Tuesday, July 03, 2007

To sue or not to sue? Is that even the question?

I just noticed another article, in addition to several in the Lexington Herald-Leader and the Louisville Courier-Journal that quotes me as saying that The Family Foundation is considering suing the University of Kentucky and the University of Louisville over their unconstitutional domestic partner benefit plans, this one at Diverse Issues in Higher Education.

And by the way, it does appear as if the word "diverse" is becoming as unusable in its traditional sense as the word "gay", another literary victim of the politicization of language. Where is George Orwell when you need him?

It might be good to explain however, how this line got started--the one that says that The Family Foundation has its finger on the legal trigger. It is the result primarily of reporters insistent questions about whether The Family Foundation was, in fact, considering such action. The answer I gave was that the Foundation, as has been the case since the beginning of the whole debate, was not excluding that possibility, and that it was, to use the philosopher William James's phrase, a "live option," which is just another way of expressing the principle: never say never.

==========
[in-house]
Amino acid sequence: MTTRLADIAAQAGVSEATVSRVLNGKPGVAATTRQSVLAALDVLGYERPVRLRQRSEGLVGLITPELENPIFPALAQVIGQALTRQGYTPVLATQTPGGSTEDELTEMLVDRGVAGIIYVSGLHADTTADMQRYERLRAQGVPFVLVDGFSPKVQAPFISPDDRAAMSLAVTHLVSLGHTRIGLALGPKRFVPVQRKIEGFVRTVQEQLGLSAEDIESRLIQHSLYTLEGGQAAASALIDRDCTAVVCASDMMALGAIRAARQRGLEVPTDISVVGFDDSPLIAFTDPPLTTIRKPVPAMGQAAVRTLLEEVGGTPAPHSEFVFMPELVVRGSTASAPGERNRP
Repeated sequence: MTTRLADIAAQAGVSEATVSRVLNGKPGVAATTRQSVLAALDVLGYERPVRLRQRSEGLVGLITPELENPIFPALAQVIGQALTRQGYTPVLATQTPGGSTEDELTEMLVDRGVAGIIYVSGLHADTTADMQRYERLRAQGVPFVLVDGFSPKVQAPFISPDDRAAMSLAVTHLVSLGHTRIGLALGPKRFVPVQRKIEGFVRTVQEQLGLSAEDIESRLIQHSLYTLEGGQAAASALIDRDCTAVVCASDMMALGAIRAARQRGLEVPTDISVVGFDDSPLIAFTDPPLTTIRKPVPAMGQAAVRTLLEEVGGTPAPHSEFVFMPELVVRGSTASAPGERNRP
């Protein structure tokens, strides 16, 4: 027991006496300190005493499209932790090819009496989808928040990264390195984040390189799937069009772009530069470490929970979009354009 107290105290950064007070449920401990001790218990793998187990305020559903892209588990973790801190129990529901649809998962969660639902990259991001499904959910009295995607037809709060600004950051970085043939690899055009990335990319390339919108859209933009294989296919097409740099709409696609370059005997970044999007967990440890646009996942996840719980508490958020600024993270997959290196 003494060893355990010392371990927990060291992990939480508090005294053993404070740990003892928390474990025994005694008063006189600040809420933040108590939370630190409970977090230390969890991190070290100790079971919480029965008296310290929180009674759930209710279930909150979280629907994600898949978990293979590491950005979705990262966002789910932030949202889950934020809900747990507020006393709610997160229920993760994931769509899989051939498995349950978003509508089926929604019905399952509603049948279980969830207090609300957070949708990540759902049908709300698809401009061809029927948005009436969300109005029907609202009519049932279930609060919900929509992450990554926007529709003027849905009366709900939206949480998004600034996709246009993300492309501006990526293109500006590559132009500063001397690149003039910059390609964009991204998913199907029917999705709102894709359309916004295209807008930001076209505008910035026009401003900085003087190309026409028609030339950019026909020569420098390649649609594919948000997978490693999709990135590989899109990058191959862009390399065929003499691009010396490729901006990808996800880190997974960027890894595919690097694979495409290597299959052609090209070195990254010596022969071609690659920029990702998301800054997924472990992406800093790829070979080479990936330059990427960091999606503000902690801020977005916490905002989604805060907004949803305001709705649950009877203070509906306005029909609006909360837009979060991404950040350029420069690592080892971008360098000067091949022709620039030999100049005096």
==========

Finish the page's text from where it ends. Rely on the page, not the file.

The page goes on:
This somehow got translated into the announcement that the Foundation was ready to file suit. The Attorney General then came out, after we had filed a request with him to review UK's new version of domestic partner benefits to see if it met the requirements of his earlier ruling, and said that he couldn't do that because the Foundation was considering legal action.

Two points:
  • Assuming the Foundation was actively considering filing suit, since when did it become so easy to stop the Attorney General from doing his job? Is that all that you have to do to neutralize him? Threaten to take legal action? So all it takes to prevent the Attorney General from acting to uphold the constitution is to point your lawyer in somebody's general direction? That has interesting implications.

  • Then there is the fact that the Foundation was no closer to taking legal action at the end of June than it was when the AG came down with his original ruling. That being the case, why would the AG be any less able to take action at the end of June than it was when it made its initial ruling?
Of course, all this could be considered moot with the Governor's announcement of a special session starting on Thursday that includes the domestic partner benefits issue in the call. It could, however, become very relevant if the Democrats decide to adjourn without action later this week.

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